P018:
If You See Something, Say Something: Exploring the Weird and Wonderful Features of the Solar System


Possible Alternate Format: If this session is allocated an oral session, the convener can choose to have lightning style presentations that are quicker and more focused than a traditional session. Learn more


Session ID#: 24739

Session Description:
Satellite data acquired from NASA and international missions provide a wealth of information about the geologic features of rocky and icy bodies throughout the solar system. Comparing the features observed on these bodies with features on Earth and other Solar System bodies can inspire hypotheses, and yield important insights about how geologic processes operate and differ across bodies.  Sometimes, however, we encounter geologic features on solar system bodies for which we have no ready comparison. This session is aimed at exploring these features in more detail and exposing the wider community to them. Presenters will briefly introduce unexplained observations of geologic/tectonic features to the audience. The session will then allow time for discussion so that the community can bring combined knowledge to better understand the weird and wonderful geologic features throughout the solar system. This session encourages planetary and terrestrially-focused scientists to come together to combine their observations and expertise.
Primary Convener:  Angela M Stickle, Johns Hopkins University Applied Physics Laboratory, Laurel, MD, United States
Convener:  Lauren Jozwiak, Johns Hopkins University Applied Physics Laboratory, Laurel, MD, United States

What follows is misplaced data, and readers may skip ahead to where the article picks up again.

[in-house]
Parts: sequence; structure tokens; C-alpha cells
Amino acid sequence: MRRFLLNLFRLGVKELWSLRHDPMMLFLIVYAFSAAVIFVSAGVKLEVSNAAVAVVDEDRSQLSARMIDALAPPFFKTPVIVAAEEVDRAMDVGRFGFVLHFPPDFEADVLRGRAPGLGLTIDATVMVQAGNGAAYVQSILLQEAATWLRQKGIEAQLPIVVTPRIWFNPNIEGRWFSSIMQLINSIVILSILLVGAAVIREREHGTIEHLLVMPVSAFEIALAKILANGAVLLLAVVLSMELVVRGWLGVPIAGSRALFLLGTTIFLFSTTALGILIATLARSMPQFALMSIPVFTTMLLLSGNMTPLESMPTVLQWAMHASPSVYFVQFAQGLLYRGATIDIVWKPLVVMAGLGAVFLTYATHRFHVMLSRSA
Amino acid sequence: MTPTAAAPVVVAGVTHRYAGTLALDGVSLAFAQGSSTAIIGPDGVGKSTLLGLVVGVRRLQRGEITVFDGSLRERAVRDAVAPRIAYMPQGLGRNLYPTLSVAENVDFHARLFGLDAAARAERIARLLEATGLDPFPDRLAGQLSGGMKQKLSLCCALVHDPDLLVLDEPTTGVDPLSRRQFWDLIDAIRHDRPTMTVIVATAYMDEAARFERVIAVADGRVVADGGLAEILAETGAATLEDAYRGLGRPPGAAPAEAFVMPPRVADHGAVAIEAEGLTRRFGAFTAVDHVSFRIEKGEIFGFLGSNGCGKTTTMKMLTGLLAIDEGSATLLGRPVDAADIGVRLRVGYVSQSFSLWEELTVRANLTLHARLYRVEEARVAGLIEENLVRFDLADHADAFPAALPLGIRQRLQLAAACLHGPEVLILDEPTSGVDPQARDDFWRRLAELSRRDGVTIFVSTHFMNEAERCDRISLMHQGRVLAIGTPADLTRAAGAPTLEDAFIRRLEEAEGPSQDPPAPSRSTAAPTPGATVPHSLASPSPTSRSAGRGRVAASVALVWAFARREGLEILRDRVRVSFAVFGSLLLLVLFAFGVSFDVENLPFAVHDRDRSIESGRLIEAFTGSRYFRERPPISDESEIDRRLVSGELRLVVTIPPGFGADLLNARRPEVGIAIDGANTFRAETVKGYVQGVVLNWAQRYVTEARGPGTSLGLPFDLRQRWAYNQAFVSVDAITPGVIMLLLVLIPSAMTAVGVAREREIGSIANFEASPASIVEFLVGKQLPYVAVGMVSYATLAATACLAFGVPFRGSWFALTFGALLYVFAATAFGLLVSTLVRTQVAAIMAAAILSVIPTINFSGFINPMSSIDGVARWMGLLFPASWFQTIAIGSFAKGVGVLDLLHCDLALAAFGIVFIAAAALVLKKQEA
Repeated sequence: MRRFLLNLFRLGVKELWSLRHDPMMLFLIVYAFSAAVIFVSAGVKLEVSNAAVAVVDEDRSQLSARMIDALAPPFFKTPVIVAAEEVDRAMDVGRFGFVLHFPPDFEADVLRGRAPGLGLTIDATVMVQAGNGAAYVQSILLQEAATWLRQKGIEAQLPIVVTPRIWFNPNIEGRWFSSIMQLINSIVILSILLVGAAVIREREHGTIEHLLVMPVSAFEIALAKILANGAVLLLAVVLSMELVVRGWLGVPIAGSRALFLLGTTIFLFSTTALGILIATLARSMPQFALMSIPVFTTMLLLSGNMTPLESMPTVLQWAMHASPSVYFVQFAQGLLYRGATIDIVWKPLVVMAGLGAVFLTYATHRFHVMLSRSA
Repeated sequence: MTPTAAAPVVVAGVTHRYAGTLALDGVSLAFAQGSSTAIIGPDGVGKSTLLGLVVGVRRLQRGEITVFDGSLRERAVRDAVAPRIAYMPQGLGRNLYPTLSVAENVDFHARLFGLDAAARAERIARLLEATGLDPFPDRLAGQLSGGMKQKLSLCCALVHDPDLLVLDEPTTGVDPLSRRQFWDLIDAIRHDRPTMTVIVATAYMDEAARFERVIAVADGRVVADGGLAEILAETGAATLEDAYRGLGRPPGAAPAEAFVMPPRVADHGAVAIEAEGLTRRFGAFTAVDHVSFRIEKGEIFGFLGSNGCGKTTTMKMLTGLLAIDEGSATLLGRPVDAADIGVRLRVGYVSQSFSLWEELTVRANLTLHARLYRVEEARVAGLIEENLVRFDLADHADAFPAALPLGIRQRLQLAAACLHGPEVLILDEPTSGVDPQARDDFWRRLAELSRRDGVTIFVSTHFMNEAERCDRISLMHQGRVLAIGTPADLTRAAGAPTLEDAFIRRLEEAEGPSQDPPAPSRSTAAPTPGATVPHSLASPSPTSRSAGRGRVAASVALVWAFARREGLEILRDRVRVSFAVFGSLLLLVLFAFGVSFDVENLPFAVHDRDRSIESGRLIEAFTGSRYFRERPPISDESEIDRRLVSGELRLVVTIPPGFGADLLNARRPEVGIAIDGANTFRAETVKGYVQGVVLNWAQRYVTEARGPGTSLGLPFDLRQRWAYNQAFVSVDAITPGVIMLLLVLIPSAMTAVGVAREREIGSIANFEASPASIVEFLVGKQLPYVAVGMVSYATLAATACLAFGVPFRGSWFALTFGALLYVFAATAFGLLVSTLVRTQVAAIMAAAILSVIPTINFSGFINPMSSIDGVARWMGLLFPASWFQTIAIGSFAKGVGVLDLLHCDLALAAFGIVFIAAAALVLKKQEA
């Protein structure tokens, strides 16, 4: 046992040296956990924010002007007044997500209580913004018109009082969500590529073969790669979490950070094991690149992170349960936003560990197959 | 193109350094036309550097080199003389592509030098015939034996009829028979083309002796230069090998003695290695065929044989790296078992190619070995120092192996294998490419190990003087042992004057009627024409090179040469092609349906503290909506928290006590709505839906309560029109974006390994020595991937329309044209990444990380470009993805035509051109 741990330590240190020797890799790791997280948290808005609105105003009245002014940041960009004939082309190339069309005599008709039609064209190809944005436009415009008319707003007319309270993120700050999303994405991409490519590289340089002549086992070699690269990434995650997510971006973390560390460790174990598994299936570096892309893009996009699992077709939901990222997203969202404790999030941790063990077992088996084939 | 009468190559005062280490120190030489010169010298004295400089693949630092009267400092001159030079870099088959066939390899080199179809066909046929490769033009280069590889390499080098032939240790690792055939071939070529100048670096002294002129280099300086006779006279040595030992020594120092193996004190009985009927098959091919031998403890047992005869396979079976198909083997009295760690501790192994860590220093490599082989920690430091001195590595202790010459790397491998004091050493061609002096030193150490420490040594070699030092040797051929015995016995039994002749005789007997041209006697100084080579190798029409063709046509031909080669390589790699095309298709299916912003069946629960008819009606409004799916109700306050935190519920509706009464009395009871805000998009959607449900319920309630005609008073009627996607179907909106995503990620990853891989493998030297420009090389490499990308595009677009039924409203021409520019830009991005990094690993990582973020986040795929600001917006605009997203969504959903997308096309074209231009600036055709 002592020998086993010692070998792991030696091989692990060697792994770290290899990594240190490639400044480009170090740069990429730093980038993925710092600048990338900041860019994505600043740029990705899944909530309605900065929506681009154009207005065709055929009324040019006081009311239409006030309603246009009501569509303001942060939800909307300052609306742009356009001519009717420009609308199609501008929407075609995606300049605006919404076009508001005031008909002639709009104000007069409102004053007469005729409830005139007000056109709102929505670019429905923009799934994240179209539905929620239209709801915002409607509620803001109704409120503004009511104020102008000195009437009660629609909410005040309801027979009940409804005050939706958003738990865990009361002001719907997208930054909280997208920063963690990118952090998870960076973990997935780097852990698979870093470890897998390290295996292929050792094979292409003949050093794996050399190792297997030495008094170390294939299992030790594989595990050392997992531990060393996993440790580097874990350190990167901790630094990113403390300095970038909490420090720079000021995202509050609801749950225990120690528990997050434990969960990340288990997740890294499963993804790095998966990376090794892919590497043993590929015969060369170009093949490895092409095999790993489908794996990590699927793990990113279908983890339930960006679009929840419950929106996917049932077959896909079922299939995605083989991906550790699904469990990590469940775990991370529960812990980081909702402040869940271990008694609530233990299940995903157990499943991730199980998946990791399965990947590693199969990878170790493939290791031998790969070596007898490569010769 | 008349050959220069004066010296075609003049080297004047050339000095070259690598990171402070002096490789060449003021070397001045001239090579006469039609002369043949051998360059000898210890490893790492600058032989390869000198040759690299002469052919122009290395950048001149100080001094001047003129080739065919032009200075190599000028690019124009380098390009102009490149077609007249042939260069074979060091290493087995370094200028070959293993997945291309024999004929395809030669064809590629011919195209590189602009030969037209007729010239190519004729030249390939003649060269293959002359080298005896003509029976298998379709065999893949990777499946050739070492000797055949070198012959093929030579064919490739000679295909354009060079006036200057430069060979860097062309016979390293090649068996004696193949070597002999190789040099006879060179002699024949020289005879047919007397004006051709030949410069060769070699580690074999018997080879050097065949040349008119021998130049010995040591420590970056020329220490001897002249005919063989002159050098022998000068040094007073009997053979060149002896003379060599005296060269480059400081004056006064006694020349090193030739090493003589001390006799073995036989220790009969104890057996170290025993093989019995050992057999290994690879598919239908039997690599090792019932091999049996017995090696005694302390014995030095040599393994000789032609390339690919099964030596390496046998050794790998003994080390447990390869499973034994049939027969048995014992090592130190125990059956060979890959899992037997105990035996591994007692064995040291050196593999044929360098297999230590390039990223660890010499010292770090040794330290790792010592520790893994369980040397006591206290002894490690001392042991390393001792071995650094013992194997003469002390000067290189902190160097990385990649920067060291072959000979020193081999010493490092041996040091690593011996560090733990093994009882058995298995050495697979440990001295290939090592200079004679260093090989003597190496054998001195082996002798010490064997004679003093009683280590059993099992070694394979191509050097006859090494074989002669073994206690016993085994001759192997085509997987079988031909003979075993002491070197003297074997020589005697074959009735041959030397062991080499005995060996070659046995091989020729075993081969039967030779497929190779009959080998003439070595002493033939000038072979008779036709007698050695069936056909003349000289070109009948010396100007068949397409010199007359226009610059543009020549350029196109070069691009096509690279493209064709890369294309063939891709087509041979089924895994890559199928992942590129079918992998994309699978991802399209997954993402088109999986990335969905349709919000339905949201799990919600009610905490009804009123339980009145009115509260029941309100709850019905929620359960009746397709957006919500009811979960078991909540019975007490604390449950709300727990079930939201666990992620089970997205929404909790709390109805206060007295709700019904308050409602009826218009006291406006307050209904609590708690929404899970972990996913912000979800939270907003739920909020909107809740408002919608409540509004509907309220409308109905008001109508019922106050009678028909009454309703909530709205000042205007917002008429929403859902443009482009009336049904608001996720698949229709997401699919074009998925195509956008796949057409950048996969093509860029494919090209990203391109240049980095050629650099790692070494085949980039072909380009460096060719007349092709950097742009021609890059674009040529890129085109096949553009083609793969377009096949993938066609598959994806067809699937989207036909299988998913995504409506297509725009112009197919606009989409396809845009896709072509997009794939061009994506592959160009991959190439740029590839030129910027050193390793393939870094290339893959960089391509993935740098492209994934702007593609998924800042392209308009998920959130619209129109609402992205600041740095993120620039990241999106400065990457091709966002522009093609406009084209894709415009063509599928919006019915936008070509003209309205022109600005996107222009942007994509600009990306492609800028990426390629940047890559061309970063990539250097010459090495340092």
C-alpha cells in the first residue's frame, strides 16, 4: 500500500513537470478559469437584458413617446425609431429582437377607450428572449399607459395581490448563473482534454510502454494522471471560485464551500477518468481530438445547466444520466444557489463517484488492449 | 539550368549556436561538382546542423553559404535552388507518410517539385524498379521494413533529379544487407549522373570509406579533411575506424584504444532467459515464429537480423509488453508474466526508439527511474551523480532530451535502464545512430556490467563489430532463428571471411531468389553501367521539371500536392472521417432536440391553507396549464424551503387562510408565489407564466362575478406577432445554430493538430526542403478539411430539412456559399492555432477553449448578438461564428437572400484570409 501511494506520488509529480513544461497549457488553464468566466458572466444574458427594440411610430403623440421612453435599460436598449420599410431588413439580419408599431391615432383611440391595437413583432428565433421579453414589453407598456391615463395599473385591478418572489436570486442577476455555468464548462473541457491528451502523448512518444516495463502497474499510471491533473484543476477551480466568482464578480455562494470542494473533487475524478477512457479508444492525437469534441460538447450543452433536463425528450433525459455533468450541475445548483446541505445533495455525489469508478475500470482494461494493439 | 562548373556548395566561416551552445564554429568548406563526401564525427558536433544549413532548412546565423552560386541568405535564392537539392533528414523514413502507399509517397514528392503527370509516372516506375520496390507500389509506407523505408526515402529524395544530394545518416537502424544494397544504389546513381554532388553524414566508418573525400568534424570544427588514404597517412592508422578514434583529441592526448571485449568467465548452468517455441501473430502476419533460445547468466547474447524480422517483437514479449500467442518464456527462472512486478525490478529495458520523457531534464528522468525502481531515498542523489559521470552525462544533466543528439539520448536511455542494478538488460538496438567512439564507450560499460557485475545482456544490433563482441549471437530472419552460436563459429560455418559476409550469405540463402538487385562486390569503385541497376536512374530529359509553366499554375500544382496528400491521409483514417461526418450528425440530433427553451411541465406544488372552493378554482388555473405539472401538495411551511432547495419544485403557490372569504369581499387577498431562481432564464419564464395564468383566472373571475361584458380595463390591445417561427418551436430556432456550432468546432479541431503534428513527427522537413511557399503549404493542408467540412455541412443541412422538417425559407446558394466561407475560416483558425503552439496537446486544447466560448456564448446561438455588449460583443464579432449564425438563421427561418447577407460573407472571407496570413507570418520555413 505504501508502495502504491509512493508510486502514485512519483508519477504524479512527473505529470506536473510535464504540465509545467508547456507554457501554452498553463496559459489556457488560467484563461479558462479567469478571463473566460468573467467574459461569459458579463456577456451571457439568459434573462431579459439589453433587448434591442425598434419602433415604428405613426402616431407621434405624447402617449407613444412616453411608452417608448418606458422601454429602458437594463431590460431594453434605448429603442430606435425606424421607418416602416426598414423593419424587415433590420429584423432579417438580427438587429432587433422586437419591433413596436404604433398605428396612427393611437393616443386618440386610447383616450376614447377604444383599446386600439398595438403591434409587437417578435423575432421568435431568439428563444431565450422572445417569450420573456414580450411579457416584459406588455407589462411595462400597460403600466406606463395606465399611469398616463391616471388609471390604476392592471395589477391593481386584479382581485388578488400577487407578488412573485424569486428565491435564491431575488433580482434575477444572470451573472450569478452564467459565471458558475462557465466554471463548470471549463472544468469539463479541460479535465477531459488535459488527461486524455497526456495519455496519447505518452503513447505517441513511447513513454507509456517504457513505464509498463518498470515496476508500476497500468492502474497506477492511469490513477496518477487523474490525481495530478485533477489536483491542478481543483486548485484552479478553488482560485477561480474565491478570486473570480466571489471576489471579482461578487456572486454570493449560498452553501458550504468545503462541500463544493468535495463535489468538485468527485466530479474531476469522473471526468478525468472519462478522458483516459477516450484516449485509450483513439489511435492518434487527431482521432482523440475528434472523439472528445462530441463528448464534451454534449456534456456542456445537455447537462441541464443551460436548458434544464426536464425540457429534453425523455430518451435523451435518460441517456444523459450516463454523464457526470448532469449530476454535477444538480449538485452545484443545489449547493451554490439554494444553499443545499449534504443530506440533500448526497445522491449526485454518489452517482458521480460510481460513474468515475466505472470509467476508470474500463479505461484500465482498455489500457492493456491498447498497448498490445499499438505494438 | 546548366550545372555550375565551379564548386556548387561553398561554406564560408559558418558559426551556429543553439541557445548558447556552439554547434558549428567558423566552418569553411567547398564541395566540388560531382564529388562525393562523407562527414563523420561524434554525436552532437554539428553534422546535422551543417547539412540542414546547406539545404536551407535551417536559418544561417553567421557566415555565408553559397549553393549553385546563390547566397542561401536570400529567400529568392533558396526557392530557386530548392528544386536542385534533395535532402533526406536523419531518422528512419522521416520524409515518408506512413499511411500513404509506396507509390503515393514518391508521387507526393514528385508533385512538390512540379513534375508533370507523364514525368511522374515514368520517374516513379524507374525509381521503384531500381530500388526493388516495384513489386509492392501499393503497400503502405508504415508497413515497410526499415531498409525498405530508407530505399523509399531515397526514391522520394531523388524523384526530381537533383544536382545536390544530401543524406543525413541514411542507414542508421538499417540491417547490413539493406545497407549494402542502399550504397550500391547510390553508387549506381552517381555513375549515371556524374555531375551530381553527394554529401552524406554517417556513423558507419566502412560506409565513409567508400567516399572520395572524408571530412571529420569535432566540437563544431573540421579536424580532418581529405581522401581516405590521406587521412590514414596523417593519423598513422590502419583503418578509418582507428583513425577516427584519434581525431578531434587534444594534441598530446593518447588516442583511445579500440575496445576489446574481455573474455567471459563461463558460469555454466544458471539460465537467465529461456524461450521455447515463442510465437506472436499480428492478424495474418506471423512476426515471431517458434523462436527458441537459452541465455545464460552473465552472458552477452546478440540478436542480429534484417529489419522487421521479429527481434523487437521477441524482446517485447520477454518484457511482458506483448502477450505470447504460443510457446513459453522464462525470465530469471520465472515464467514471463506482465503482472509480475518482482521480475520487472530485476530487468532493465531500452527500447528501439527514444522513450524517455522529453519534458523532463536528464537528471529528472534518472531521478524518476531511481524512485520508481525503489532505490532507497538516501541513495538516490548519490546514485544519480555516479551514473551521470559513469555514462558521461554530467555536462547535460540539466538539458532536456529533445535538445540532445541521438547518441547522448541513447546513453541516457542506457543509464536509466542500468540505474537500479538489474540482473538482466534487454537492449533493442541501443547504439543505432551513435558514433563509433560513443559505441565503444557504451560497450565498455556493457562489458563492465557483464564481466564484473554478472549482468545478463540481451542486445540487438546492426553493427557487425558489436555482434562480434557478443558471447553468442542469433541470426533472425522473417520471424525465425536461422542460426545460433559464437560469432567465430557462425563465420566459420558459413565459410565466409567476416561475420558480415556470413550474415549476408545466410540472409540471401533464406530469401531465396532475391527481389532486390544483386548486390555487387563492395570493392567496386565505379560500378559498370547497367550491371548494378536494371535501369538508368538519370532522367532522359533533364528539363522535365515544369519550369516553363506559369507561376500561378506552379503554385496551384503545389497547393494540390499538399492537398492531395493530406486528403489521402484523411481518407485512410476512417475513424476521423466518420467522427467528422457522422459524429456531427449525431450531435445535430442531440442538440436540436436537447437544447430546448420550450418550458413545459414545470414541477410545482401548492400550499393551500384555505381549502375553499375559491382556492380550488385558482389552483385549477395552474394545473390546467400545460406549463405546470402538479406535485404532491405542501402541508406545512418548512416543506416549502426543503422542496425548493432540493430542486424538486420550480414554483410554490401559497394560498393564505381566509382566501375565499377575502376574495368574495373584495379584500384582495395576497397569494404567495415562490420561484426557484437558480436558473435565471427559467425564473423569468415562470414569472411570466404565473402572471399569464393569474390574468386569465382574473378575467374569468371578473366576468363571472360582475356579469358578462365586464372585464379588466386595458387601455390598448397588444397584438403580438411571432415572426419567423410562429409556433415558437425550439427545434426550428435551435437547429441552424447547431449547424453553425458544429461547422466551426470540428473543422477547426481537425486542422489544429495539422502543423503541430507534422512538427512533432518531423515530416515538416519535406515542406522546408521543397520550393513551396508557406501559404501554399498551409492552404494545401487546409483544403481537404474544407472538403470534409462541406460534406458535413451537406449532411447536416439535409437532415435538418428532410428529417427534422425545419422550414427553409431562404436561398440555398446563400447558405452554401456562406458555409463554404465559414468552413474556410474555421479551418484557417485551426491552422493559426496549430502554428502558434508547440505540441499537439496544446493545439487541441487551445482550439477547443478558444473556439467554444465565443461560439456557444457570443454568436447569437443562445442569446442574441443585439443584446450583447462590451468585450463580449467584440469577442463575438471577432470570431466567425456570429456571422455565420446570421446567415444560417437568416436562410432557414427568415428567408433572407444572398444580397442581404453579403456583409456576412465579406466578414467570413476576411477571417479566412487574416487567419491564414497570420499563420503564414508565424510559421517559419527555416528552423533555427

Cross-Listed:
  • C - Cryosphere
  • EP - Earth and Planetary Surface Processes
  • T - Tectonophysics
Index Terms:

5464 Remote sensing [PLANETARY SCIENCES: SOLID SURFACE PLANETS]
5499 General or miscellaneous [PLANETARY SCIENCES: SOLID SURFACE PLANETS]
8149 Planetary tectonics [TECTONOPHYSICS]
8450 Planetary volcanism [VOLCANOLOGY]

Abstracts Submitted to this Session:

Thomas H. S. Harris, Lockheed Martin Corporation, (retired), Arlington, VA, United States
Nathan R Williams1, Shannon M Hibbard1 and Matthew P Golombek2, (1)JPL/NASA/Caltech, Pasadena, CA, United States, (2)JPL, Pasadena, CA, United States
Laura Kerber, NASA Jet Propulsion Laboratory, Pasadena, CA, United States
Michael E Davias, Cintos.org, Research and Analysis, Stamford, CT, United States and Thomas H. S. Harris, Lockheed Martin Corporation, (retired), Arlington, VA, United States
Sierra Nichole Ferguson1, Alyssa Rhoden1, Michael Nayak2,3 and Erik I Asphaug1, (1)Arizona State University, Tempe, AZ, United States, (2)University of California Santa Cruz, Santa Cruz, CA, United States, (3)Air Force Research Laboratory, Directed Energy Directorate, Maui, HI, United States
Bradley J Thomson, University of Tennessee, Knoxville, TN, United States
Emily S Martin, Smithsonian National Air and Space Museum, Washington, DC, United States and D Alex Patthoff, Planetary Science Institute, Pasadena, CA, United States

See more of: Planetary Sciences